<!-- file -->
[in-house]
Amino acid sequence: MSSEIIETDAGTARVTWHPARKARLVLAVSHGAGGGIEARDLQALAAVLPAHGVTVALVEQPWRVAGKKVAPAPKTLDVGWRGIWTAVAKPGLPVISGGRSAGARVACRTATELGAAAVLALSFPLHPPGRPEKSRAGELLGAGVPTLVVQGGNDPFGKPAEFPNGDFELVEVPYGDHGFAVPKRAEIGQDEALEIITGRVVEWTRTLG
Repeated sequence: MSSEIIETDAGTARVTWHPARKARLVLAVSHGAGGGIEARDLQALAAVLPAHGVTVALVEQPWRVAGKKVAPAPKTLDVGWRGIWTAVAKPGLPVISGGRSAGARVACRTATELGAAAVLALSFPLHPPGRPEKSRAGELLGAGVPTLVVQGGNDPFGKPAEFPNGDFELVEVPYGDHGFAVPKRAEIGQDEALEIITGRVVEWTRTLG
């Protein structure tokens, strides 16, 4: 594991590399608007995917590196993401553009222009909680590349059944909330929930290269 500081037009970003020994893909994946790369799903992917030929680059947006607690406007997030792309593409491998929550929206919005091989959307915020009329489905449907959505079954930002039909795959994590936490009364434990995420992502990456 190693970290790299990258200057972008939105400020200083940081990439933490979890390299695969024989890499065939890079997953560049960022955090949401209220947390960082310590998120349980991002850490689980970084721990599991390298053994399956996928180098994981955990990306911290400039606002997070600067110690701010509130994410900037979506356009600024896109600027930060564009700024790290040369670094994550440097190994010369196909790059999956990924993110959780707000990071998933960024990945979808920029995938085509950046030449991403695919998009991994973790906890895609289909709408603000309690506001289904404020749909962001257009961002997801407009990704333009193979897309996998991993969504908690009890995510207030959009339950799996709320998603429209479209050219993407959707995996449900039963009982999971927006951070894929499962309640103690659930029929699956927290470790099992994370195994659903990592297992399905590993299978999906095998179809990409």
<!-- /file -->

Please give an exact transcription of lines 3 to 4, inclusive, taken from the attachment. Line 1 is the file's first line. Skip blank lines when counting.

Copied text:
Repeated sequence: MSSEIIETDAGTARVTWHPARKARLVLAVSHGAGGGIEARDLQALAAVLPAHGVTVALVEQPWRVAGKKVAPAPKTLDVGWRGIWTAVAKPGLPVISGGRSAGARVACRTATELGAAAVLALSFPLHPPGRPEKSRAGELLGAGVPTLVVQGGNDPFGKPAEFPNGDFELVEVPYGDHGFAVPKRAEIGQDEALEIITGRVVEWTRTLG
């Protein structure tokens, strides 16, 4: 594991590399608007995917590196993401553009222009909680590349059944909330929930290269 500081037009970003020994893909994946790369799903992917030929680059947006607690406007997030792309593409491998929550929206919005091989959307915020009329489905449907959505079954930002039909795959994590936490009364434990995420992502990456 190693970290790299990258200057972008939105400020200083940081990439933490979890390299695969024989890499065939890079997953560049960022955090949401209220947390960082310590998120349980991002850490689980970084721990599991390298053994399956996928180098994981955990990306911290400039606002997070600067110690701010509130994410900037979506356009600024896109600027930060564009700024790290040369670094994550440097190994010369196909790059999956990924993110959780707000990071998933960024990945979808920029995938085509950046030449991403695919998009991994973790906890895609289909709408603000309690506001289904404020749909962001257009961002997801407009990704333009193979897309996998991993969504908690009890995510207030959009339950799996709320998603429209479209050219993407959707995996449900039963009982999971927006951070894929499962309640103690659930029929699956927290470790099992994370195994659903990592297992399905590993299978999906095998179809990409």